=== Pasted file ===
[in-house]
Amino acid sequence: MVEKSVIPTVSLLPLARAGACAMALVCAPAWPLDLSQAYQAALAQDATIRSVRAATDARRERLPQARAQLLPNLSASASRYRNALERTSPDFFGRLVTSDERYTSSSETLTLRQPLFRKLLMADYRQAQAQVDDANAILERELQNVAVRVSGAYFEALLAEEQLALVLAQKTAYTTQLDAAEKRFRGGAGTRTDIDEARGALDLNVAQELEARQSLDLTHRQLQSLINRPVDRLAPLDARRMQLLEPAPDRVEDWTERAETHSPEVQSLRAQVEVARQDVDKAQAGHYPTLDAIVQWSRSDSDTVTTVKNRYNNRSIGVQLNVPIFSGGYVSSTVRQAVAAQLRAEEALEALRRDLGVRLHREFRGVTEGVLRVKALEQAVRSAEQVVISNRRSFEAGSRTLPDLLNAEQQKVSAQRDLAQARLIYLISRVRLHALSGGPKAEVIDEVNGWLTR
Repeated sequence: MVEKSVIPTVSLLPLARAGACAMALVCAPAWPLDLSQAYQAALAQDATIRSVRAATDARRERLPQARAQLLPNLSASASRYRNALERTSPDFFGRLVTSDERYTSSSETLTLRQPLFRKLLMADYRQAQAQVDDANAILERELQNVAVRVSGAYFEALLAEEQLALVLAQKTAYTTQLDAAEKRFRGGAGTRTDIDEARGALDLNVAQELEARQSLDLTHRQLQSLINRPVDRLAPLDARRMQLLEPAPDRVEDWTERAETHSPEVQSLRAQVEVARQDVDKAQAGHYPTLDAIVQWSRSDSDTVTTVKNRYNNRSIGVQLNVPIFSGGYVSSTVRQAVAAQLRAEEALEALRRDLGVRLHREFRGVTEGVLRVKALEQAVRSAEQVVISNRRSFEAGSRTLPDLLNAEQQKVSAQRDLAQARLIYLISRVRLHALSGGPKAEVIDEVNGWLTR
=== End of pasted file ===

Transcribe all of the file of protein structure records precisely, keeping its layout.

[in-house]
Amino acid sequence: MVEKSVIPTVSLLPLARAGACAMALVCAPAWPLDLSQAYQAALAQDATIRSVRAATDARRERLPQARAQLLPNLSASASRYRNALERTSPDFFGRLVTSDERYTSSSETLTLRQPLFRKLLMADYRQAQAQVDDANAILERELQNVAVRVSGAYFEALLAEEQLALVLAQKTAYTTQLDAAEKRFRGGAGTRTDIDEARGALDLNVAQELEARQSLDLTHRQLQSLINRPVDRLAPLDARRMQLLEPAPDRVEDWTERAETHSPEVQSLRAQVEVARQDVDKAQAGHYPTLDAIVQWSRSDSDTVTTVKNRYNNRSIGVQLNVPIFSGGYVSSTVRQAVAAQLRAEEALEALRRDLGVRLHREFRGVTEGVLRVKALEQAVRSAEQVVISNRRSFEAGSRTLPDLLNAEQQKVSAQRDLAQARLIYLISRVRLHALSGGPKAEVIDEVNGWLTR
Repeated sequence: MVEKSVIPTVSLLPLARAGACAMALVCAPAWPLDLSQAYQAALAQDATIRSVRAATDARRERLPQARAQLLPNLSASASRYRNALERTSPDFFGRLVTSDERYTSSSETLTLRQPLFRKLLMADYRQAQAQVDDANAILERELQNVAVRVSGAYFEALLAEEQLALVLAQKTAYTTQLDAAEKRFRGGAGTRTDIDEARGALDLNVAQELEARQSLDLTHRQLQSLINRPVDRLAPLDARRMQLLEPAPDRVEDWTERAETHSPEVQSLRAQVEVARQDVDKAQAGHYPTLDAIVQWSRSDSDTVTTVKNRYNNRSIGVQLNVPIFSGGYVSSTVRQAVAAQLRAEEALEALRRDLGVRLHREFRGVTEGVLRVKALEQAVRSAEQVVISNRRSFEAGSRTLPDLLNAEQQKVSAQRDLAQARLIYLISRVRLHALSGGPKAEVIDEVNGWLTR